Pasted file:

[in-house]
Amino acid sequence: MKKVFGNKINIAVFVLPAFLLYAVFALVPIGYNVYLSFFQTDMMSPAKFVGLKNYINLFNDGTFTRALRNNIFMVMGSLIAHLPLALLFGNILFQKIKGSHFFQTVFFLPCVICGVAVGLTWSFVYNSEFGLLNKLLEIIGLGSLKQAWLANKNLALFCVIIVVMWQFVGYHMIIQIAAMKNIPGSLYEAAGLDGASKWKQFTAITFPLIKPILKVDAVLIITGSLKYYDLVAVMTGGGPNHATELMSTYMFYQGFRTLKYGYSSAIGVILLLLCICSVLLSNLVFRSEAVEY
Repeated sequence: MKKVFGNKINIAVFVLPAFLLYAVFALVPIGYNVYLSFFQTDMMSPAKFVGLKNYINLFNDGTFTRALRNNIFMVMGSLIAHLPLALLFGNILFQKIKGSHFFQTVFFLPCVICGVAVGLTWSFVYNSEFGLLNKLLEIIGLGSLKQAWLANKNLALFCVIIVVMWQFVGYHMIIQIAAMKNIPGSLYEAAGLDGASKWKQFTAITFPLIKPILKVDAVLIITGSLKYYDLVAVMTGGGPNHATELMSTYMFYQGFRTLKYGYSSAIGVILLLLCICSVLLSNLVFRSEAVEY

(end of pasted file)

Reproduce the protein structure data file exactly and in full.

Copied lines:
[in-house]
Amino acid sequence: MKKVFGNKINIAVFVLPAFLLYAVFALVPIGYNVYLSFFQTDMMSPAKFVGLKNYINLFNDGTFTRALRNNIFMVMGSLIAHLPLALLFGNILFQKIKGSHFFQTVFFLPCVICGVAVGLTWSFVYNSEFGLLNKLLEIIGLGSLKQAWLANKNLALFCVIIVVMWQFVGYHMIIQIAAMKNIPGSLYEAAGLDGASKWKQFTAITFPLIKPILKVDAVLIITGSLKYYDLVAVMTGGGPNHATELMSTYMFYQGFRTLKYGYSSAIGVILLLLCICSVLLSNLVFRSEAVEY
Repeated sequence: MKKVFGNKINIAVFVLPAFLLYAVFALVPIGYNVYLSFFQTDMMSPAKFVGLKNYINLFNDGTFTRALRNNIFMVMGSLIAHLPLALLFGNILFQKIKGSHFFQTVFFLPCVICGVAVGLTWSFVYNSEFGLLNKLLEIIGLGSLKQAWLANKNLALFCVIIVVMWQFVGYHMIIQIAAMKNIPGSLYEAAGLDGASKWKQFTAITFPLIKPILKVDAVLIITGSLKYYDLVAVMTGGGPNHATELMSTYMFYQGFRTLKYGYSSAIGVILLLLCICSVLLSNLVFRSEAVEY